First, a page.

NCPA - National Center for Policy Analysis


July 12, 2010

The purpose of the president's recent speech on immigration last week had everything to do with the approaching mid-term elections.   But the great irony is that If you do think about immigration, it points you right back to the dismal economy, says Shikha Dalmia, a senior analyst at the Reason Foundation. 

Regardless of whether you believe immigrants drive economic growth or not, no one can deny that they are an economic bellwether, says Dalmia: 

  • According to a January study by Department of Homeland Security, overall population of unauthorized aliens in the country dropped from 11.8 million in 2007 to 10.8 million in 2009.
  • Opponents of immigration attribute this to tougher border controls, but state-level data from the study show two things: This drop has little to do with stepped-up border enforcement and it has a lot to do with the economic health of a state.
  • Indeed, between 2006 and 2007, one year after President Bush signed into law throwing even more money at heightened border security, the top 10 states with the biggest illegal alien populations saw a 470,000 jump in this population.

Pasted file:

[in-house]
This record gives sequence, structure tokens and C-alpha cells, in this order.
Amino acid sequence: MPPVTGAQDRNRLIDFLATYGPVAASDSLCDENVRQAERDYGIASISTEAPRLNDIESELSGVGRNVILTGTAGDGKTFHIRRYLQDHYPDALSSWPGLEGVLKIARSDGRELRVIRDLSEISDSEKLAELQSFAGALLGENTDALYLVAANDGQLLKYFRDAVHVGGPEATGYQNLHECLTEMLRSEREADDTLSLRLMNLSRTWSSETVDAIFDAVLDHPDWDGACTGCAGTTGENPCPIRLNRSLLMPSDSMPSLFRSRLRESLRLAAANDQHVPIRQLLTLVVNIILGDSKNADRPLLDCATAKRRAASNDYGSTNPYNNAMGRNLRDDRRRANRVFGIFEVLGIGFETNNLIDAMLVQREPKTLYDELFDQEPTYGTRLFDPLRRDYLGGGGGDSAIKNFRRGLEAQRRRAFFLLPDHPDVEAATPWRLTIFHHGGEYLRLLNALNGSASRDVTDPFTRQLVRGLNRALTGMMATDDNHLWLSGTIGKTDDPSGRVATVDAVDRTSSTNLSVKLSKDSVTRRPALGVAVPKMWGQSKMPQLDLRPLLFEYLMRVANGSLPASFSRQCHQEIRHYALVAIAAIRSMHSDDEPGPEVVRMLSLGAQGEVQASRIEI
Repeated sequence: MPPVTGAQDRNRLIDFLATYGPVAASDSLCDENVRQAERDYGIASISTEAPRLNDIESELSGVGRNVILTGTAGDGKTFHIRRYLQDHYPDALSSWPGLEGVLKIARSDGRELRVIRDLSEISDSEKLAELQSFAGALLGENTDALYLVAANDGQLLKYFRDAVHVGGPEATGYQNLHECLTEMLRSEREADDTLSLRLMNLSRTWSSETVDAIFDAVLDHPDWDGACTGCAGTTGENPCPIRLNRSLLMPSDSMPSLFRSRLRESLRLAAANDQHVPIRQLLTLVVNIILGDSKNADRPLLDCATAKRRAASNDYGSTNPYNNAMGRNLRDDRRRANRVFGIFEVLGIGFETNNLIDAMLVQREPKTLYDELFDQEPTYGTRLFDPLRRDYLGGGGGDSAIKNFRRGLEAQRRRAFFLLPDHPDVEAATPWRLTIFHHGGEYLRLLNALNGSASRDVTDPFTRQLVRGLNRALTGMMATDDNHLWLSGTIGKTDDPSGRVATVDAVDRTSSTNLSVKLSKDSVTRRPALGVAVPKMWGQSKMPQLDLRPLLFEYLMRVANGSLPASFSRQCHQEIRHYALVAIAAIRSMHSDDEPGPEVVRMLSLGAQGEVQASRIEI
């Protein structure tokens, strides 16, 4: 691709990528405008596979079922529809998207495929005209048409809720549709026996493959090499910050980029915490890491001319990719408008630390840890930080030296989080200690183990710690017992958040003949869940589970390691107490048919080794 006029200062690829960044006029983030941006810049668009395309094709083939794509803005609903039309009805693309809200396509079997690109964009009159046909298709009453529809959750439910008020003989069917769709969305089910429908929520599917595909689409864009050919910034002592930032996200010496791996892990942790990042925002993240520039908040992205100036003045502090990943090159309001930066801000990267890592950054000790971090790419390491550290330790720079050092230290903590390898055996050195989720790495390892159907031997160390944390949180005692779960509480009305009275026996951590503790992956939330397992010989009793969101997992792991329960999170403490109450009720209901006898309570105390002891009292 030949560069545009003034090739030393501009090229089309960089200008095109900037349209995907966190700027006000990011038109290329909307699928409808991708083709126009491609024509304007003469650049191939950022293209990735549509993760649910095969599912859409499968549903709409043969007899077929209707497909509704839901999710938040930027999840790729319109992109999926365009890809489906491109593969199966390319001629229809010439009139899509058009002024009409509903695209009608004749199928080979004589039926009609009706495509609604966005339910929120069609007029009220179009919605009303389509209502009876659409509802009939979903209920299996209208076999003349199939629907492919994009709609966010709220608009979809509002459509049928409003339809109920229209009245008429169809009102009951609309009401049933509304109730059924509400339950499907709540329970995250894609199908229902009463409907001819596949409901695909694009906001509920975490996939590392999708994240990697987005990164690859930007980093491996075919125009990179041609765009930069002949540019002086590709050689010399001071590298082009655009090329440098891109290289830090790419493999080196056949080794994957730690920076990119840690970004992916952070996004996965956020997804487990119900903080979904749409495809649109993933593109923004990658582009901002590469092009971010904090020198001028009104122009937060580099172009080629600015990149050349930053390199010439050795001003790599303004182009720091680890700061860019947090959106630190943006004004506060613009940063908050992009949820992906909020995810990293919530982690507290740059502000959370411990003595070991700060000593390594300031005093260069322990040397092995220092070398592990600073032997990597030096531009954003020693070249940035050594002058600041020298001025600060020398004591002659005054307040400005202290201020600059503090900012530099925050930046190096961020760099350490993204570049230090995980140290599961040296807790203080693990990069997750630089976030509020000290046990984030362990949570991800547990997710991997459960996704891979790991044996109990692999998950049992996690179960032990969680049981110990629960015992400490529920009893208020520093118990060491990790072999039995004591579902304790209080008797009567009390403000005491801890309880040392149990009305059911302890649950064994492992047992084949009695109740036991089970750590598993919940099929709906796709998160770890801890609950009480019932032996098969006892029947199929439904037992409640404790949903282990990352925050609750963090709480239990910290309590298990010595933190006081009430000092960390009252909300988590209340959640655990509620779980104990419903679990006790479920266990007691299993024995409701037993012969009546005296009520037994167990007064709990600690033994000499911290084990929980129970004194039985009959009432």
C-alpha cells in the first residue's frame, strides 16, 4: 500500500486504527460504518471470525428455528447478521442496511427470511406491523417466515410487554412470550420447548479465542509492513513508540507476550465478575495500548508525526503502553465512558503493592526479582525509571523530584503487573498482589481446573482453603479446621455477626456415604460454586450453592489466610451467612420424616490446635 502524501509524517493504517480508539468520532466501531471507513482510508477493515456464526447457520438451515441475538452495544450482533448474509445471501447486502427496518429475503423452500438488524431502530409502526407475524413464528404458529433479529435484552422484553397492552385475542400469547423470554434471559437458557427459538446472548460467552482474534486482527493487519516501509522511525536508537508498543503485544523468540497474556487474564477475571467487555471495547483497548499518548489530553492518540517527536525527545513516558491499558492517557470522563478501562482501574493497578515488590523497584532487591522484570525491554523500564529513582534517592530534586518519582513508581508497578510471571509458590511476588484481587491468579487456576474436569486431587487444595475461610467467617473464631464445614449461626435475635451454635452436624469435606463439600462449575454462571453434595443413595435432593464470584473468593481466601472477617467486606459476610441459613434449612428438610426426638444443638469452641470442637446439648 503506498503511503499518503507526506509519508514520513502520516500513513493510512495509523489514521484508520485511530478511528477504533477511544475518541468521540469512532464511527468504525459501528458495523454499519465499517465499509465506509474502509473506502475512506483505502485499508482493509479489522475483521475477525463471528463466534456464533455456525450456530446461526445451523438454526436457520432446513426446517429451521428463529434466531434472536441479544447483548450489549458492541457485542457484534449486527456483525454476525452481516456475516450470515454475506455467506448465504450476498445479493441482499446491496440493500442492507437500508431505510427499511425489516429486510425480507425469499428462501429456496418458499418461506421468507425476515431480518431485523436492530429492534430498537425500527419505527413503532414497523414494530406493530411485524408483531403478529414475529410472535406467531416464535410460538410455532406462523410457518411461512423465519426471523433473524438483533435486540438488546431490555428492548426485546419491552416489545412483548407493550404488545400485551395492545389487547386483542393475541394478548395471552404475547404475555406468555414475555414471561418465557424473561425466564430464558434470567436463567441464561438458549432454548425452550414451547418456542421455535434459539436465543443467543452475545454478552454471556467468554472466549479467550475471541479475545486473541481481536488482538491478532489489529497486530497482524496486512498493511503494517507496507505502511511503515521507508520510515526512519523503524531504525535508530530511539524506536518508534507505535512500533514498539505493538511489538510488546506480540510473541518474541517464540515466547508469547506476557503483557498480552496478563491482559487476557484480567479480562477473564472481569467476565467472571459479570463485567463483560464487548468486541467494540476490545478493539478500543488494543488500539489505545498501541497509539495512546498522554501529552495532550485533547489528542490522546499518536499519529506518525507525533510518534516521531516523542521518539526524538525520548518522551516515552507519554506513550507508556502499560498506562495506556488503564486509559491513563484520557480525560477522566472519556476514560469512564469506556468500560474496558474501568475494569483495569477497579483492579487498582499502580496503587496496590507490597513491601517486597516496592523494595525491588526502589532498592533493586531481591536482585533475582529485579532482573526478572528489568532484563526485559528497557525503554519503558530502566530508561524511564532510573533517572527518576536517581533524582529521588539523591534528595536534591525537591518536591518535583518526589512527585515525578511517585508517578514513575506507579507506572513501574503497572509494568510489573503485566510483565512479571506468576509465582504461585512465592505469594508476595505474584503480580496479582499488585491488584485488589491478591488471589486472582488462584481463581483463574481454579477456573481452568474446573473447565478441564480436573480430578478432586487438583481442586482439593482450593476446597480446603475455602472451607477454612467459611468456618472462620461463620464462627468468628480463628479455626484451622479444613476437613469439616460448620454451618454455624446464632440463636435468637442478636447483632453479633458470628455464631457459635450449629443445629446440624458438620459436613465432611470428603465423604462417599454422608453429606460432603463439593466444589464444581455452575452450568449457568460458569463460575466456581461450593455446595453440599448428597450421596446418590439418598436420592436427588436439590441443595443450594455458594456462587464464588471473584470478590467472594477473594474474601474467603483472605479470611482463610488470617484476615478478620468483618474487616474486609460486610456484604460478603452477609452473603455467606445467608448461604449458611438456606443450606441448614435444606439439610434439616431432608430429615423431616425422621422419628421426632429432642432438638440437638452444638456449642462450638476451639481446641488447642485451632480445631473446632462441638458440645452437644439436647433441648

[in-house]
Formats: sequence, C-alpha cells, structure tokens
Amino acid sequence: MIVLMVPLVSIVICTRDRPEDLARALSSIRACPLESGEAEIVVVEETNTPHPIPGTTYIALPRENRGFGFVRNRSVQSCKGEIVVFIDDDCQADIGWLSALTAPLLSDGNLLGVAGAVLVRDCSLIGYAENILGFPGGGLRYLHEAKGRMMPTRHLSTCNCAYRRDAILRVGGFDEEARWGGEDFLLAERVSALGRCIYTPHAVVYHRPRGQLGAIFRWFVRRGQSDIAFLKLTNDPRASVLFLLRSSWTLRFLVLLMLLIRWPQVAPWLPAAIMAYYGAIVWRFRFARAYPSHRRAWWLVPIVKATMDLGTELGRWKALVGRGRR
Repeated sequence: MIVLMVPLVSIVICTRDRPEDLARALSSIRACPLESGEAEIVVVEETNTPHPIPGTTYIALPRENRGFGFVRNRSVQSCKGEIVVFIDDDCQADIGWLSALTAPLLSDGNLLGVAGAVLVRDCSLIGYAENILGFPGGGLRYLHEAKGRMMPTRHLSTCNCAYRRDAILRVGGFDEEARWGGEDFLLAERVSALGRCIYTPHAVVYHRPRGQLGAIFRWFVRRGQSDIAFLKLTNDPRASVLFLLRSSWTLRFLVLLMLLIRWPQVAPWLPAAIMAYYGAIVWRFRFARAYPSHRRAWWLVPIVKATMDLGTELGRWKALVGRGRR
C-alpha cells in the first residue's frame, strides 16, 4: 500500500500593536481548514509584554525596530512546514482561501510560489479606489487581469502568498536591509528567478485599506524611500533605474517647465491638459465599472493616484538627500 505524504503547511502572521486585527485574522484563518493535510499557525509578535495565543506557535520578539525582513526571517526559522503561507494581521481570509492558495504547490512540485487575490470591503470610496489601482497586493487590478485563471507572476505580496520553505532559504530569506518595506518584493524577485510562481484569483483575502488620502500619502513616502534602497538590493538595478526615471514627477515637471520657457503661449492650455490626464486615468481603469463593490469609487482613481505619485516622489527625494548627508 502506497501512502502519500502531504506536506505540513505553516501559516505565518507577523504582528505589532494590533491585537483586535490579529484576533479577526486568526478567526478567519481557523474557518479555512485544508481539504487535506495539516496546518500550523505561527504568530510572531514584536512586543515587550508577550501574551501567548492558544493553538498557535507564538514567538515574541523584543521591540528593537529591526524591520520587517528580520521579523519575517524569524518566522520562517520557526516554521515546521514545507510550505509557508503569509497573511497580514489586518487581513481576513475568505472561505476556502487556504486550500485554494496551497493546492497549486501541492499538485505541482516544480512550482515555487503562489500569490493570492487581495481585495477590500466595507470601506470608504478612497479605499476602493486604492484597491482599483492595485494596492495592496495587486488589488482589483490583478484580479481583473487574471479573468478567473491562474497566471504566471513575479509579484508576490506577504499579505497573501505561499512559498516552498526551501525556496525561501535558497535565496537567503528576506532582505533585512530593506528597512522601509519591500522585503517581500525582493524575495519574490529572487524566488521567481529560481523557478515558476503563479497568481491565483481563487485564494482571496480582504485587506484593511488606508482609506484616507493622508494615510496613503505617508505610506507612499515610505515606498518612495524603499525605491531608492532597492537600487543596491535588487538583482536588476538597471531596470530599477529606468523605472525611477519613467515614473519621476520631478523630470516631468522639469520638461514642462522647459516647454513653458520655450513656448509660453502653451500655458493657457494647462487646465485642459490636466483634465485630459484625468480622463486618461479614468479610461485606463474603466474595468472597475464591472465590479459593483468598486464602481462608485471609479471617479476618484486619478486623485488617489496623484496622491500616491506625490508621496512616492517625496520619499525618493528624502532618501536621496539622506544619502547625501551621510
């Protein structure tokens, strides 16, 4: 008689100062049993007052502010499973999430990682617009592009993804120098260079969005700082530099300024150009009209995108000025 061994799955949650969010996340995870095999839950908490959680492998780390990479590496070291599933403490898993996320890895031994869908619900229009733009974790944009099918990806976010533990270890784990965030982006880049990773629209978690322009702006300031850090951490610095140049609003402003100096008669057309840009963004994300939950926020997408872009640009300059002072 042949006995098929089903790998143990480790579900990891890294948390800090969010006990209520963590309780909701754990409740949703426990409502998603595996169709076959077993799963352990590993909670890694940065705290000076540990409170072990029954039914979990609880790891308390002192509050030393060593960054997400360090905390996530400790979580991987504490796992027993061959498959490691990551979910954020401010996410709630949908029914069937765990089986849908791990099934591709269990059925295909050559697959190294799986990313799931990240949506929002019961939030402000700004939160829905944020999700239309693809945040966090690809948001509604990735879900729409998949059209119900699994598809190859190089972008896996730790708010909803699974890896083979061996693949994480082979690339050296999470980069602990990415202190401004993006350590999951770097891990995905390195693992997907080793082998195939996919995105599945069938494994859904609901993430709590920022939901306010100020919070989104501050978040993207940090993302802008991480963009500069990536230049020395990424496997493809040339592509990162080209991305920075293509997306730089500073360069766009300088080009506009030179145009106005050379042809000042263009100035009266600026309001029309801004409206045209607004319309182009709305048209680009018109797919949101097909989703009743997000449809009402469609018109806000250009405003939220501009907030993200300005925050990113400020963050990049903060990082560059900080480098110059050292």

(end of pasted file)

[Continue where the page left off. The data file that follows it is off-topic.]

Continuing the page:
It started dropping after that along with the economy -- and more in economically distressed states, says Dalmia.  For example: 

  • California, whose economy has seen better days, saw an 8.4 percent drop in its illegal population between 2007 and 2009.
  • Florida, which is in the bottom quintile of economic performers, saw a 25 percent drop in the same time period and New Jersey, which is in the second bottom quintile, 23 percent.
  • Interestingly, Arizona, which is in the lowest quintile, has seen only a 13 percent drop, less than Florida or New Jersey.
  • By contrast, Texas, which is in the second highest quintile, has seen less than a 1.7 percent drop in its illegal population since 2007, even though it has been erecting plenty of miles of high-tech fences. 

But America's sputtering economy is not just turning off low-skilled immigrants.  High-skilled immigrants -- who face relatively less hostility -- are spurning it too.  Low-skilled immigrants will likely return when the U.S. economy picks up again.  But to bring back high-skilled immigrants, America's economy will have to do more than make a comeback.  It will have to make a strong comeback, says Dalmia.  

Source: Shikha Dalmia, "Obama's Immigration Distraction," Forbes Magazine, July 8, 2010. 

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